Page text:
St Thomas, Agar Town: gone but not quite forgotten …

In 2019 I found myself helping out with the music at the lovely early nineteenth-century church of St Clement King Square in Islington (London) where – following rebuilding work in the 1950s – a second-hand organ was installed, taken from the newly redundant church of St Thomas Agar Town, near Kings Cross (London). Here is a little post about Agar Town and its church, all now long vanished.

In 1816 William Agar (1767-1838), a lawyer from Lincoln’s Inn, acquired from the Ecclesiastical Commissioners a 21-year lease on land south of present-day Agar Grove and built there a mansion for himself; Elm Lodge. Extensions were applied to the lease in 1822 and again in 1839 (following Agar’s death) on behalf of his son, also named William (1814–1907).

Agar’s son  began to issue his own 21-year building leases on small strips of his land  and thus developed the neighbourhood known as Agar Town, a shanty of hastily built housing and workshops. While Agar Town survived little more than 21 years, its reputation as a noted place of urban poverty remains.

Housing in Agar Town c.1855
Housing in Agar Town c.1854 [Source: ‘London Shadows’ (1854) George Godwin. (London: G. G. Routledge & Company)]

Time was when the wealthy owner of a large estate had lived here in his mansion; but after his departure the place became a very ’abomination of desolation’ […]  a dreary and unsavoury locality, abandoned to mountains of refuse from the metropolitan dust-bins, strewn with decaying vegetables and foul-smelling fragments of what once had been fish, or occupied by knackers’-yards and manure-making, bone-boiling, and soap-manufacturing works, and smoke-belching potteries and brick-kilns. At the broken doors of multilated houses canaries still sang, and dogs lay basking in the sun […] and from these dwellings came out wretched creatures in rags and dirt, and searched amid the far-extending refuse for the filthy treasure by the aid of which they eked out a miserable livelihood; whilst over the whole neighbourhood the gas-works poured forth their mephitic vapours, and the canal gave forth […] upon the surface of the water […] a thick scum of various and ominous hues. Such was Agar Town before the Midland Railway came into the midst of it.”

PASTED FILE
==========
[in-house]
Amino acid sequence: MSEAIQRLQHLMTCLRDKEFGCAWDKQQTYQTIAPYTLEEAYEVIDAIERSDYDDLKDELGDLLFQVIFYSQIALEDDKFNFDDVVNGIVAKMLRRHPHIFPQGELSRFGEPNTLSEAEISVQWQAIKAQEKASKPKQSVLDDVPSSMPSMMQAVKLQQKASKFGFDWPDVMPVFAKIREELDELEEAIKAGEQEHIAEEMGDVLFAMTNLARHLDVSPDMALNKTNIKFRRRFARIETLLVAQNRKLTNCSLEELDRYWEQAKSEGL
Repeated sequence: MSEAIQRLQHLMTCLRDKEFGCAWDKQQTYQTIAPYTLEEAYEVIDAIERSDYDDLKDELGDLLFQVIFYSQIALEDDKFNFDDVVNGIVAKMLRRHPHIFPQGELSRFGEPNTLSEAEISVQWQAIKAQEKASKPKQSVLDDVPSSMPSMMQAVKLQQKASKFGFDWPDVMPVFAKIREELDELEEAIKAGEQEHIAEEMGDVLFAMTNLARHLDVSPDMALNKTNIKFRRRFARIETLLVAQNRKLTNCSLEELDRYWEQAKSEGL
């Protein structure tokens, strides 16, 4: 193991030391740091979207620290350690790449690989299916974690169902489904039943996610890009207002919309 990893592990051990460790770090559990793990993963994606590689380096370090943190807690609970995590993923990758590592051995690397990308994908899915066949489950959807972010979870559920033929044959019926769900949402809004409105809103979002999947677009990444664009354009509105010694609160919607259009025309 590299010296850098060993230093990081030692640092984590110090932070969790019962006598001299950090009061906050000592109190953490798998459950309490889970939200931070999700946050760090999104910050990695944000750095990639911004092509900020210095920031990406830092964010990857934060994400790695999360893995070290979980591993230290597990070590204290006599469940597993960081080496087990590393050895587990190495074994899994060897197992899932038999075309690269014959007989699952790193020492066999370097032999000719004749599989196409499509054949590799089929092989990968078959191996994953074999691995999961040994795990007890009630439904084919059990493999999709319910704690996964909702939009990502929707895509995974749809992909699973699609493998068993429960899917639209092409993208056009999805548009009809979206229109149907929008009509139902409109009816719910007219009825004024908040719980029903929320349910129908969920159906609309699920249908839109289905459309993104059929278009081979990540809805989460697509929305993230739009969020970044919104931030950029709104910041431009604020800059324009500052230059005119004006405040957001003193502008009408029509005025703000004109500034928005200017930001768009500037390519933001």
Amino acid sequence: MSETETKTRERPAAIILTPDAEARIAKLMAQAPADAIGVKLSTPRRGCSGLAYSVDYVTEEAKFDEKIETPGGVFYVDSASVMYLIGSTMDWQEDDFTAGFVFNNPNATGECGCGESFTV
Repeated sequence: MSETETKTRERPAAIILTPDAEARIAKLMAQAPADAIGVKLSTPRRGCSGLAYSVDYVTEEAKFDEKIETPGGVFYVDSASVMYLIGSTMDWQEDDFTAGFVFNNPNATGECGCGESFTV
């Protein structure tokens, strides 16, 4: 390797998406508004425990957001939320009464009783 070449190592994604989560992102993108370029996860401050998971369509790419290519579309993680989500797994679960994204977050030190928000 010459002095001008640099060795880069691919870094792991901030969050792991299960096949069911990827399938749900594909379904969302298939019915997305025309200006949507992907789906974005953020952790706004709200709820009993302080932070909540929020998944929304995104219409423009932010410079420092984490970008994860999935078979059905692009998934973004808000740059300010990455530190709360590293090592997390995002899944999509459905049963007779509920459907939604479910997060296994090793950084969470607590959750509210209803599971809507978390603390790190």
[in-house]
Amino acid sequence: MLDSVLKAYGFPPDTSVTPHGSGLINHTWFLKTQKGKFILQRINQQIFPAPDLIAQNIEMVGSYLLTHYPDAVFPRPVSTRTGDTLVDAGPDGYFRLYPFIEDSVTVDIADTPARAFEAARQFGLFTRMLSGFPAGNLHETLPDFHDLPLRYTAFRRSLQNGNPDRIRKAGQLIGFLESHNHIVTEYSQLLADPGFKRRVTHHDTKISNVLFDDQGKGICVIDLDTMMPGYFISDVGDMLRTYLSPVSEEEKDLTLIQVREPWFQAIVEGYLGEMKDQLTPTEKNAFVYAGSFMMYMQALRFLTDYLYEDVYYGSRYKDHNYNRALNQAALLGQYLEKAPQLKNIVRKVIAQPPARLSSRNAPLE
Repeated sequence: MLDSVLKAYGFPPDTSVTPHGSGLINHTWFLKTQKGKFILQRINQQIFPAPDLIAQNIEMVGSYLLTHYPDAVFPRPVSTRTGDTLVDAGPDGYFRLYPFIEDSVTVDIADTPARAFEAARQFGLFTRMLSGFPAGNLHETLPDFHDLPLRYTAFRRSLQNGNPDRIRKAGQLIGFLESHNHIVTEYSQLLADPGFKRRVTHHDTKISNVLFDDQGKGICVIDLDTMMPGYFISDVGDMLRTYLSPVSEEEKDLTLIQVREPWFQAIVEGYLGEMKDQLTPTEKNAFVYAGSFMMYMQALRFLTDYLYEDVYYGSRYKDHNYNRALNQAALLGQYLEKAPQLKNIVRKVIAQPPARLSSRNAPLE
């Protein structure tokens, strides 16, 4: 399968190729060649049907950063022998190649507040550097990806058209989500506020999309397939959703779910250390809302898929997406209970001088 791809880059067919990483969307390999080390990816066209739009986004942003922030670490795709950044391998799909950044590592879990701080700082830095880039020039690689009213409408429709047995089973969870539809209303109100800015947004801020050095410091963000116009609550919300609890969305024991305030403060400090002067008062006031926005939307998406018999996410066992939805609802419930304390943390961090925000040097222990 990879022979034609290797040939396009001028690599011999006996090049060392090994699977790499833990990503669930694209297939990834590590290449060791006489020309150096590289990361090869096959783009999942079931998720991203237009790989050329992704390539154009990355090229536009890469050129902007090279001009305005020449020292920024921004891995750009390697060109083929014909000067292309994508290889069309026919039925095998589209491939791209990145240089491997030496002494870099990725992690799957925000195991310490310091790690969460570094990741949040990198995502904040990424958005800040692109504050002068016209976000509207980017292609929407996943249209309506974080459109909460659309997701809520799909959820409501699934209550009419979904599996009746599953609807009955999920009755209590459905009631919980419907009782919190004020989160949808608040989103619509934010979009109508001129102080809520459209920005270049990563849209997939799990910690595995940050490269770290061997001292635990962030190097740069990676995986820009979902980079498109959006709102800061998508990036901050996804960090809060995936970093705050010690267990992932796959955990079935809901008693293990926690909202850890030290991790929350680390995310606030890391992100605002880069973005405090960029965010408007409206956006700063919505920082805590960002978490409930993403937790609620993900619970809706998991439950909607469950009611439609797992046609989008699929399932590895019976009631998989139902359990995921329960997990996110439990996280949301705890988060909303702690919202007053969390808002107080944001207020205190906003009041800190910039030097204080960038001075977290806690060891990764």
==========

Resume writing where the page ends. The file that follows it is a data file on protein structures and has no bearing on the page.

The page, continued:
Image of Paradise Row, Agar Town.
Paradise Row in Agar Town c.1854 [Source: ‘London Shadows’ (1854) George Godwin. (London: G. G. Routledge & Company)]
A report in 1847 stated that about 5,000 people lived in Agar Town. There was no provision for sewerage or running water, and no proper roads.  With no school, church or chapel to serve the area – other than the Old Saint Pancras church, which was in the process of being restored – a temporary iron church was therefore erected in Agar Town, together with a Ragged School.

St Thomas Agar Town (Engraving: 1858)
Design (c1858) by S. S Teulon, of the never completed church and school of St Thomas Agar Town, London (UK). [Source: London Metropolitan Archive. Saint Pancras HA 13724]
As the Agar’s – and their tenants’ – various 21-year leases expired or were abandoned the Church Commissioners steadily took back ownership of the site and began planning improvements. In 1860 construction began on the first permanent church on Elm Road in Agar Town  (to be dedicated to St Thomas) and a school, both designed by S. S. Teulon (1812–73). However, within just a couple of years the Commissioners sold almost all of its Agar Town land to the Midland Railway “for a considerable sum” to accommodate the Midland Railway’s rapidly expanding infrastructure associated with the new St Pancras station. Within just two months of the sale Agar Town was cleared  – including its incomplete church and school site – all to be replaced with railway sidings; and the remaining Agar Town inhabitants moved to neighbouring districts like Kentish Town.

The second church: Elm Road/Wrotham Road